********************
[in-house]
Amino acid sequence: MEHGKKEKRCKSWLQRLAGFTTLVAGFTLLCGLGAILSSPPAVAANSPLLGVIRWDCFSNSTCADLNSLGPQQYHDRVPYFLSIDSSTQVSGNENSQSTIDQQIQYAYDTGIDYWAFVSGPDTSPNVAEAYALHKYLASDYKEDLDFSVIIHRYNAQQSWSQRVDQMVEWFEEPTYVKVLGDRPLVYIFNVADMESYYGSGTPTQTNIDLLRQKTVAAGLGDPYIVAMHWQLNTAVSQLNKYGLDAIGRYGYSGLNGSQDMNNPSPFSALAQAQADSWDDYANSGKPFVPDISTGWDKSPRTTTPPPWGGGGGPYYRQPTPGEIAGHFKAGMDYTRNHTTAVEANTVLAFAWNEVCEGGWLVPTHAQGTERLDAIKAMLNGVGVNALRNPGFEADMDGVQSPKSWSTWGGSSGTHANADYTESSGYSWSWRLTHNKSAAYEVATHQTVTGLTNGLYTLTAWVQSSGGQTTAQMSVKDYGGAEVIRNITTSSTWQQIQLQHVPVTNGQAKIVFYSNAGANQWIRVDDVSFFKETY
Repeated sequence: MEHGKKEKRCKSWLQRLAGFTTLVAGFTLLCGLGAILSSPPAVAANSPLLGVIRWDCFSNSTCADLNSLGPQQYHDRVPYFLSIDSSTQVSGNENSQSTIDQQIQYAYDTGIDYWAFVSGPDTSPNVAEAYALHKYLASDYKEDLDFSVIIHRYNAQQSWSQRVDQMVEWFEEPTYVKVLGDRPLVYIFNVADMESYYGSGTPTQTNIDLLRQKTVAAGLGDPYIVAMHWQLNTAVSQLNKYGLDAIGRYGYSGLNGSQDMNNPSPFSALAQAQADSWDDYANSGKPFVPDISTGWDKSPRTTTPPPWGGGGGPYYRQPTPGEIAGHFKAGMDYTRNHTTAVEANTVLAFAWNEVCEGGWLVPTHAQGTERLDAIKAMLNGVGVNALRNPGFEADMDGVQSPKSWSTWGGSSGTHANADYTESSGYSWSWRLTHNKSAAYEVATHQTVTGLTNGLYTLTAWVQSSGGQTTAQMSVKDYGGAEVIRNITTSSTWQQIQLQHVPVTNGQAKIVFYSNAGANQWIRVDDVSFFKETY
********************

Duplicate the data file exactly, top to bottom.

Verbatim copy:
[in-house]
Amino acid sequence: MEHGKKEKRCKSWLQRLAGFTTLVAGFTLLCGLGAILSSPPAVAANSPLLGVIRWDCFSNSTCADLNSLGPQQYHDRVPYFLSIDSSTQVSGNENSQSTIDQQIQYAYDTGIDYWAFVSGPDTSPNVAEAYALHKYLASDYKEDLDFSVIIHRYNAQQSWSQRVDQMVEWFEEPTYVKVLGDRPLVYIFNVADMESYYGSGTPTQTNIDLLRQKTVAAGLGDPYIVAMHWQLNTAVSQLNKYGLDAIGRYGYSGLNGSQDMNNPSPFSALAQAQADSWDDYANSGKPFVPDISTGWDKSPRTTTPPPWGGGGGPYYRQPTPGEIAGHFKAGMDYTRNHTTAVEANTVLAFAWNEVCEGGWLVPTHAQGTERLDAIKAMLNGVGVNALRNPGFEADMDGVQSPKSWSTWGGSSGTHANADYTESSGYSWSWRLTHNKSAAYEVATHQTVTGLTNGLYTLTAWVQSSGGQTTAQMSVKDYGGAEVIRNITTSSTWQQIQLQHVPVTNGQAKIVFYSNAGANQWIRVDDVSFFKETY
Repeated sequence: MEHGKKEKRCKSWLQRLAGFTTLVAGFTLLCGLGAILSSPPAVAANSPLLGVIRWDCFSNSTCADLNSLGPQQYHDRVPYFLSIDSSTQVSGNENSQSTIDQQIQYAYDTGIDYWAFVSGPDTSPNVAEAYALHKYLASDYKEDLDFSVIIHRYNAQQSWSQRVDQMVEWFEEPTYVKVLGDRPLVYIFNVADMESYYGSGTPTQTNIDLLRQKTVAAGLGDPYIVAMHWQLNTAVSQLNKYGLDAIGRYGYSGLNGSQDMNNPSPFSALAQAQADSWDDYANSGKPFVPDISTGWDKSPRTTTPPPWGGGGGPYYRQPTPGEIAGHFKAGMDYTRNHTTAVEANTVLAFAWNEVCEGGWLVPTHAQGTERLDAIKAMLNGVGVNALRNPGFEADMDGVQSPKSWSTWGGSSGTHANADYTESSGYSWSWRLTHNKSAAYEVATHQTVTGLTNGLYTLTAWVQSSGGQTTAQMSVKDYGGAEVIRNITTSSTWQQIQLQHVPVTNGQAKIVFYSNAGANQWIRVDDVSFFKETY